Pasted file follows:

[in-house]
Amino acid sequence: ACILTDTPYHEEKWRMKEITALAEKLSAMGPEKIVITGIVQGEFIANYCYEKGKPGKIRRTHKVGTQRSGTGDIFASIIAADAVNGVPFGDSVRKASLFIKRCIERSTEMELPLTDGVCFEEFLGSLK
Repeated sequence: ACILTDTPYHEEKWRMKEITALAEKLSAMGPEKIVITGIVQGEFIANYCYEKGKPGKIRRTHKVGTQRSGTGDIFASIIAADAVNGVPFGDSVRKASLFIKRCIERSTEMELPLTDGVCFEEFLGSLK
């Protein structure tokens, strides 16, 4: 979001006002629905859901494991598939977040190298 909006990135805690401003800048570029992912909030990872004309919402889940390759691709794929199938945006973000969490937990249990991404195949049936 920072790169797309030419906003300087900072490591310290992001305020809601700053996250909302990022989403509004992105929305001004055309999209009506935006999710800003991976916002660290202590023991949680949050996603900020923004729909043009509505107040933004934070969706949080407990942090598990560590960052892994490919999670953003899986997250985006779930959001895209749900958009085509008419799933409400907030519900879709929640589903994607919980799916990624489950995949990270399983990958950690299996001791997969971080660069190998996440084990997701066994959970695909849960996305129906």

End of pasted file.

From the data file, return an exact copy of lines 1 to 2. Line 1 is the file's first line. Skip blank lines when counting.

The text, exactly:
[in-house]
Amino acid sequence: ACILTDTPYHEEKWRMKEITALAEKLSAMGPEKIVITGIVQGEFIANYCYEKGKPGKIRRTHKVGTQRSGTGDIFASIIAADAVNGVPFGDSVRKASLFIKRCIERSTEMELPLTDGVCFEEFLGSLK